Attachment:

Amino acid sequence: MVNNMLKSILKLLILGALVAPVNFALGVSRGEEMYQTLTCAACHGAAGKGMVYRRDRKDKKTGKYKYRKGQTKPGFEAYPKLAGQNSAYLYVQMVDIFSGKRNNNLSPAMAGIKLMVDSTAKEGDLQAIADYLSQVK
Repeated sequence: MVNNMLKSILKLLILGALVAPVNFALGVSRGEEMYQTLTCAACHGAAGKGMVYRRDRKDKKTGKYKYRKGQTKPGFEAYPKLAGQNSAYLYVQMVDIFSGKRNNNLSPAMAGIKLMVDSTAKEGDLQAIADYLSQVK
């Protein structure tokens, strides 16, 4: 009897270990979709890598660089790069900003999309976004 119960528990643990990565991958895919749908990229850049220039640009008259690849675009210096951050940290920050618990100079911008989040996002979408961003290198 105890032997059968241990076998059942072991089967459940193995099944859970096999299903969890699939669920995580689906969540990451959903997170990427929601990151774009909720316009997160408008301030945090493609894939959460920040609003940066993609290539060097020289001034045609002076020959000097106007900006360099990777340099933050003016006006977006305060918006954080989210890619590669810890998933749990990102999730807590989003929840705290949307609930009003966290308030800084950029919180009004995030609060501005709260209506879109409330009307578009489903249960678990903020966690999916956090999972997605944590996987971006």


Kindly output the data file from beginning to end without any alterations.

Amino acid sequence: MVNNMLKSILKLLILGALVAPVNFALGVSRGEEMYQTLTCAACHGAAGKGMVYRRDRKDKKTGKYKYRKGQTKPGFEAYPKLAGQNSAYLYVQMVDIFSGKRNNNLSPAMAGIKLMVDSTAKEGDLQAIADYLSQVK
Repeated sequence: MVNNMLKSILKLLILGALVAPVNFALGVSRGEEMYQTLTCAACHGAAGKGMVYRRDRKDKKTGKYKYRKGQTKPGFEAYPKLAGQNSAYLYVQMVDIFSGKRNNNLSPAMAGIKLMVDSTAKEGDLQAIADYLSQVK
């Protein structure tokens, strides 16, 4: 009897270990979709890598660089790069900003999309976004 119960528990643990990565991958895919749908990229850049220039640009008259690849675009210096951050940290920050618990100079911008989040996002979408961003290198 105890032997059968241990076998059942072991089967459940193995099944859970096999299903969890699939669920995580689906969540990451959903997170990427929601990151774009909720316009997160408008301030945090493609894939959460920040609003940066993609290539060097020289001034045609002076020959000097106007900006360099990777340099933050003016006006977006305060918006954080989210890619590669810890998933749990990102999730807590989003929840705290949307609930009003966290308030800084950029919180009004995030609060501005709260209506879109409330009307578009489903249960678990903020966690999916956090999972997605944590996987971006």